So how did the team do it?

Over the years, Sandler has focused on three primary areas: launching new products (including an online training program, a quintessentially scalable product), expanding services to new markets and enterprise level businesses, and constantly honing internal processes. As the company grew, it applied the same assessments and business insights to itself that it taught to others – careful all the while to not overextend.

“Had we added an associate when we first started, it would have absolutely killed us,” says Lisa Nausley, owner and CEO of Sandler Training. “Particularly since Chattanooga is such a hotbed for startups, my advice is: Don’t try to scale too fast, but also make sure that when you start your business, you’re thinking of scaling.”

Often, Nausley says, new businesses will start without planning ahead about how their business model will be able to be easily replicated when they want to grow. “Entrepreneurs and young companies need to pause and think through what they ultimately see as success for their future. If there is even a small desire to scale in their minds, then they need to design a business plan that makes it easy to transition to that model when ready.”

“One of our mantras is ‘slow down to speed up,’” she adds. “You’ll get there faster if you slow down on the front end and really have a plan to follow.”

(above) Stray Dog Designs

Adapt & Pursue Efficiencies

Stray Dog Designs

Then-newlyweds Bill and Jane Pritchard started Stray Dog Designs back in 1994. Following a whirlwind romance, they found themselves in Mexico and ended up partnering with local tin workers to export and sell their wares in the States. Today, the Pritchards live on the side of Lookout Mountain, and Stray Dog sells handmade furniture, lighting, and home décor designed by Jane, made by artisans in their workshop in Central Mexico, and distributed all across the United States.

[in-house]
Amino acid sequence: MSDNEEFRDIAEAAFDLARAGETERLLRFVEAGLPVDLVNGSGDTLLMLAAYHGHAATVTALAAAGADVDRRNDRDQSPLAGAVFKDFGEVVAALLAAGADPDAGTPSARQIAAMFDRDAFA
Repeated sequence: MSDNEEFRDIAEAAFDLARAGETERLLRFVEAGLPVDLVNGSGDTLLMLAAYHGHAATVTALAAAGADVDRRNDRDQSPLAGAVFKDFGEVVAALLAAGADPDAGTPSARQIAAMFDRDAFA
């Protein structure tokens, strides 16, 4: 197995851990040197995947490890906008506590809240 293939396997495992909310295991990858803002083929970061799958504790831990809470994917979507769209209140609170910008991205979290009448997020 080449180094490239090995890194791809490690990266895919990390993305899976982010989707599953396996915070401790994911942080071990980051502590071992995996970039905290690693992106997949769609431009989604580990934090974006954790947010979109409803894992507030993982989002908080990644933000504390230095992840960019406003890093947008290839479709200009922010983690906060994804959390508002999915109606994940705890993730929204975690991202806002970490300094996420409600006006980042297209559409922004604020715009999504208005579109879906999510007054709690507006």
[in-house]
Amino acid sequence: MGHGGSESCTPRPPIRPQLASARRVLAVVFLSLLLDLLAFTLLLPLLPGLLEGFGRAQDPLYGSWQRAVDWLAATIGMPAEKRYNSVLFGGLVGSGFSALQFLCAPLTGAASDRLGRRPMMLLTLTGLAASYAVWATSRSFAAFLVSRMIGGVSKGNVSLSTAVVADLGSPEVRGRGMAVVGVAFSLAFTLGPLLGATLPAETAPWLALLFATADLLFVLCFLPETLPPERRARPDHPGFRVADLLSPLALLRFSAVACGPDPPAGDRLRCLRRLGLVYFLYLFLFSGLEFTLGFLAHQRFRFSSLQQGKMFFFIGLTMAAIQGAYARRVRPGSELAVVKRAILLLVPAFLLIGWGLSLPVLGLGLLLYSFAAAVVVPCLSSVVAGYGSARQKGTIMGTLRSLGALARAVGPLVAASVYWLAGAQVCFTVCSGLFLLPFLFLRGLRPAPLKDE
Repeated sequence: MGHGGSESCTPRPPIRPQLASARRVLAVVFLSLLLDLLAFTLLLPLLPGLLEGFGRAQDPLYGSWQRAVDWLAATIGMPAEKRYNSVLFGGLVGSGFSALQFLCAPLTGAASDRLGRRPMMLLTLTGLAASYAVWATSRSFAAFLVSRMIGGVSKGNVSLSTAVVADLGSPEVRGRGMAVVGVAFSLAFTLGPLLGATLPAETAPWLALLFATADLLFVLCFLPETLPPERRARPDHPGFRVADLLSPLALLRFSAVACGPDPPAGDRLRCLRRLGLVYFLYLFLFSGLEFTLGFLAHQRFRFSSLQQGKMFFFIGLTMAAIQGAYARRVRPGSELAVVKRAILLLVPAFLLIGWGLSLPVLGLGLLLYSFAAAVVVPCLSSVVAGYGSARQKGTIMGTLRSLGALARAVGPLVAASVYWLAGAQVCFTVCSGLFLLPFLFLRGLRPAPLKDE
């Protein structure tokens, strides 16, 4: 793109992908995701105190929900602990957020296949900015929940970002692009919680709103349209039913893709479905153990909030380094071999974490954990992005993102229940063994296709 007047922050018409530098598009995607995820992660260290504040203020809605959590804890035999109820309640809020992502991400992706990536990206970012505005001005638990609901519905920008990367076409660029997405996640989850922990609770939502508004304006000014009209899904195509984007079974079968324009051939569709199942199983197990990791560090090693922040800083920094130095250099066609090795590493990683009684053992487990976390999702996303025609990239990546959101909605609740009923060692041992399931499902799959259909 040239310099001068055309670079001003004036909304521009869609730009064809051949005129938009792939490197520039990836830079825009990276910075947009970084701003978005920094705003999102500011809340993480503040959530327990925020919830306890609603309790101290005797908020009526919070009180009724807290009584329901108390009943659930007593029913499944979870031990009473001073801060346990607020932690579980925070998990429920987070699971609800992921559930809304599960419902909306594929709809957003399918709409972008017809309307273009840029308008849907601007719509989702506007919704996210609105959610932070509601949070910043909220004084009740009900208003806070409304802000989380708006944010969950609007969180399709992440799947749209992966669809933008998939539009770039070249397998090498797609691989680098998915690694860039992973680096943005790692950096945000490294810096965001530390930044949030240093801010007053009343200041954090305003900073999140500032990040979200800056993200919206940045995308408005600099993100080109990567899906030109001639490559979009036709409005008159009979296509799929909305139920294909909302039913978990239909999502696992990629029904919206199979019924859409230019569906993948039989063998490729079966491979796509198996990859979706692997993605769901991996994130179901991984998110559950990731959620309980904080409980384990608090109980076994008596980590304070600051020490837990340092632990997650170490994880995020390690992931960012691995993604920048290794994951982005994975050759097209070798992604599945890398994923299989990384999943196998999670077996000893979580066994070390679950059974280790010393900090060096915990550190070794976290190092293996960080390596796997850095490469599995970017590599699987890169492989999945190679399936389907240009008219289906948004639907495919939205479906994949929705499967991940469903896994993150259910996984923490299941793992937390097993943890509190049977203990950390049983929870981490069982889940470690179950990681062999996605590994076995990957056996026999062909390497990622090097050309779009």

“We’re still a small company, but we have actually managed to reduce our costs quite a bit while growing our sales,” says Jane.

Adaptability has been the name of the game as Stray Dog Designs has fought not only to survive, but to scale. As the nature of the business changed over time, the Pritchards would pivot, again and again. When e-commerce transformed the market, forcing many similar businesses to fold, they built a website and began selling to individuals at retail pricing: less volume, bigger margins. When web sales soared, the pair stopped going to trade shows and saved a bundle in fees. When FedEx started to operate in Mexico, the company began to ship orders to customers directly from its workshop, cutting U.S. warehouse costs and unnecessary steps in its distribution chain.

“You’ve got to keep an open mind,” says Jane. “The world changes, and you need to be able to change with it … to pivot. You have to try to be ahead of the curve, not way behind it.

(above) Chattanooga Airport, photos by Maycreate

Plan Ahead, Play to Your Strengths, & Think Outside the Box

Chattanooga Airport

As Chattanooga grows, so does the airport. According to Chattanooga Airport President and CEO Terry Hart, the airport has experienced record enplanements for the past five years. In 2017, nearly 485,000 passengers boarded commercial flights in Chattanooga, a 15% increase from 2016, and more than twice the number of enplanements as in 2001.

“Chattanooga and Hamilton County have been experiencing huge economic growth,” says Hart. “A lot of great companies have been relocating here, opening businesses, and we benefit from all that.”

When the city grows, scaling at the airport becomes possible. “To keep up with demand, we are constantly meeting with the airlines to let them know about all the great things going on in the Chattanooga region,” says Hart. “Based on previous investments, we are able to add new flights by utilizing our current infrastructure.”